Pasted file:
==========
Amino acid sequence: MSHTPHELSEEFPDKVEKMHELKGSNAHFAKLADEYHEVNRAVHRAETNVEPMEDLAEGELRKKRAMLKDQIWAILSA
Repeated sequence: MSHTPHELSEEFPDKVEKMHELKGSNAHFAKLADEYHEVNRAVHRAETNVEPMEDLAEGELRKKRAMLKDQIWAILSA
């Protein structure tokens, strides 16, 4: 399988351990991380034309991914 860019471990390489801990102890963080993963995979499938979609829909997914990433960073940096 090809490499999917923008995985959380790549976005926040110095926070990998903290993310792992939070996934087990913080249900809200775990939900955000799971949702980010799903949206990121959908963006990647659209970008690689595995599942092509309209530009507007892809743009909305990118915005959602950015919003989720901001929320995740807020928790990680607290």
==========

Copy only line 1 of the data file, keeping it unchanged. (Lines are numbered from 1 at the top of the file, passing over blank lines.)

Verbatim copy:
Amino acid sequence: MSHTPHELSEEFPDKVEKMHELKGSNAHFAKLADEYHEVNRAVHRAETNVEPMEDLAEGELRKKRAMLKDQIWAILSA